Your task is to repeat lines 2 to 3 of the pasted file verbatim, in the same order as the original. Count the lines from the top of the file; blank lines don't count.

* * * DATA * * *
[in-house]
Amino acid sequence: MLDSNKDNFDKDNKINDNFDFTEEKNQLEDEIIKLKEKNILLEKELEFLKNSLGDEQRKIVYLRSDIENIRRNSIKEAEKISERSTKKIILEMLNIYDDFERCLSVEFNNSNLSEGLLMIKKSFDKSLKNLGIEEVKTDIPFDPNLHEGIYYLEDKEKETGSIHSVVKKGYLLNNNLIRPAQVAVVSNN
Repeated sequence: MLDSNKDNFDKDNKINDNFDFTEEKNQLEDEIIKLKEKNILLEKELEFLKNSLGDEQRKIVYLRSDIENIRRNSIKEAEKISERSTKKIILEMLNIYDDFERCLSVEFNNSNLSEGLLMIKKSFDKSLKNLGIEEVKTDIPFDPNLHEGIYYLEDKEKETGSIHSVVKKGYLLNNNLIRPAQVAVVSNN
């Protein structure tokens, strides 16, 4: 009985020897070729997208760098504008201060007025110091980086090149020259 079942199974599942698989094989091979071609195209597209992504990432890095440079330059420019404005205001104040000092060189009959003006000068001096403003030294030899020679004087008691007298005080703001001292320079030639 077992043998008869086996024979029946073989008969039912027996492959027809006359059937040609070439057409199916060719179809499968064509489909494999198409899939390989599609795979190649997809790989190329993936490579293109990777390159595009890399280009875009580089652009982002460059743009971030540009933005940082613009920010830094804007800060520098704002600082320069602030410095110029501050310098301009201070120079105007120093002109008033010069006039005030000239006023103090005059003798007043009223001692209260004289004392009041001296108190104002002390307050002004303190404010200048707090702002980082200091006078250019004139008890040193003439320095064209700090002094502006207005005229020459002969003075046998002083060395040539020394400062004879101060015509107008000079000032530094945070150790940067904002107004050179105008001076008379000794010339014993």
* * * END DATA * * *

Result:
Amino acid sequence: MLDSNKDNFDKDNKINDNFDFTEEKNQLEDEIIKLKEKNILLEKELEFLKNSLGDEQRKIVYLRSDIENIRRNSIKEAEKISERSTKKIILEMLNIYDDFERCLSVEFNNSNLSEGLLMIKKSFDKSLKNLGIEEVKTDIPFDPNLHEGIYYLEDKEKETGSIHSVVKKGYLLNNNLIRPAQVAVVSNN
Repeated sequence: MLDSNKDNFDKDNKINDNFDFTEEKNQLEDEIIKLKEKNILLEKELEFLKNSLGDEQRKIVYLRSDIENIRRNSIKEAEKISERSTKKIILEMLNIYDDFERCLSVEFNNSNLSEGLLMIKKSFDKSLKNLGIEEVKTDIPFDPNLHEGIYYLEDKEKETGSIHSVVKKGYLLNNNLIRPAQVAVVSNN